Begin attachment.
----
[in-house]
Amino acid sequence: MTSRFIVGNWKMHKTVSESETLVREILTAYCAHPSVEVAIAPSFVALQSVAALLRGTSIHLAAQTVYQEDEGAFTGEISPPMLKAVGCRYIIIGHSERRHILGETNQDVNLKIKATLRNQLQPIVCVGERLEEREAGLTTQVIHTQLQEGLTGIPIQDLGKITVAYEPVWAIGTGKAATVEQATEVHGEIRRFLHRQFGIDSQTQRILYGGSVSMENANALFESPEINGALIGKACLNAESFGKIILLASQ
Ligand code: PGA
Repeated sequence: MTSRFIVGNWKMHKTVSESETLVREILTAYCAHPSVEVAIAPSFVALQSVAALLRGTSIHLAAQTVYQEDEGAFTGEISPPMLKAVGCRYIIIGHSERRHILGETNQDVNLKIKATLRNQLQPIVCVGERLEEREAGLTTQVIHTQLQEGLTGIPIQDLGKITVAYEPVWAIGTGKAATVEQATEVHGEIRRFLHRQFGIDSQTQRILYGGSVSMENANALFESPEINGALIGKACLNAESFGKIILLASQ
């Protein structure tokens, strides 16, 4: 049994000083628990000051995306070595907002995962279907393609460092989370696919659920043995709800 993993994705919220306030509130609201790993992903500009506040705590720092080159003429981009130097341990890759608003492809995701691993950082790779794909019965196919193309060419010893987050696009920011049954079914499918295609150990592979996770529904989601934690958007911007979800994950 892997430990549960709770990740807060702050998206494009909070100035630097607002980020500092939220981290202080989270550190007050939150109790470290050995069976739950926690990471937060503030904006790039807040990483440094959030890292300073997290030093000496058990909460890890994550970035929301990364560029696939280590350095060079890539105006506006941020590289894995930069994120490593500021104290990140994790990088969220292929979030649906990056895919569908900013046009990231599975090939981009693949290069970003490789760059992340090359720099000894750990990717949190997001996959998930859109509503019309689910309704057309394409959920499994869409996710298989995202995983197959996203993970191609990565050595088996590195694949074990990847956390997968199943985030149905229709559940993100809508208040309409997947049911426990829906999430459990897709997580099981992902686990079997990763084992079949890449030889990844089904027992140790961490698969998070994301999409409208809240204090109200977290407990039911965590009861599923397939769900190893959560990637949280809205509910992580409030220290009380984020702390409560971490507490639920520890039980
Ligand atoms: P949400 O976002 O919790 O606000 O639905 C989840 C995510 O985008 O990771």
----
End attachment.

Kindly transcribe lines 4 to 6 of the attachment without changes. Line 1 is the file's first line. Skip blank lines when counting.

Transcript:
Repeated sequence: MTSRFIVGNWKMHKTVSESETLVREILTAYCAHPSVEVAIAPSFVALQSVAALLRGTSIHLAAQTVYQEDEGAFTGEISPPMLKAVGCRYIIIGHSERRHILGETNQDVNLKIKATLRNQLQPIVCVGERLEEREAGLTTQVIHTQLQEGLTGIPIQDLGKITVAYEPVWAIGTGKAATVEQATEVHGEIRRFLHRQFGIDSQTQRILYGGSVSMENANALFESPEINGALIGKACLNAESFGKIILLASQ
């Protein structure tokens, strides 16, 4: 049994000083628990000051995306070595907002995962279907393609460092989370696919659920043995709800 993993994705919220306030509130609201790993992903500009506040705590720092080159003429981009130097341990890759608003492809995701691993950082790779794909019965196919193309060419010893987050696009920011049954079914499918295609150990592979996770529904989601934690958007911007979800994950 892997430990549960709770990740807060702050998206494009909070100035630097607002980020500092939220981290202080989270550190007050939150109790470290050995069976739950926690990471937060503030904006790039807040990483440094959030890292300073997290030093000496058990909460890890994550970035929301990364560029696939280590350095060079890539105006506006941020590289894995930069994120490593500021104290990140994790990088969220292929979030649906990056895919569908900013046009990231599975090939981009693949290069970003490789760059992340090359720099000894750990990717949190997001996959998930859109509503019309689910309704057309394409959920499994869409996710298989995202995983197959996203993970191609990565050595088996590195694949074990990847956390997968199943985030149905229709559940993100809508208040309409997947049911426990829906999430459990897709997580099981992902686990079997990763084992079949890449030889990844089904027992140790961490698969998070994301999409409208809240204090109200977290407990039911965590009861599923397939769900190893959560990637949280809205509910992580409030220290009380984020702390409560971490507490639920520890039980
Ligand atoms: P949400 O976002 O919790 O606000 O639905 C989840 C995510 O985008 O990771």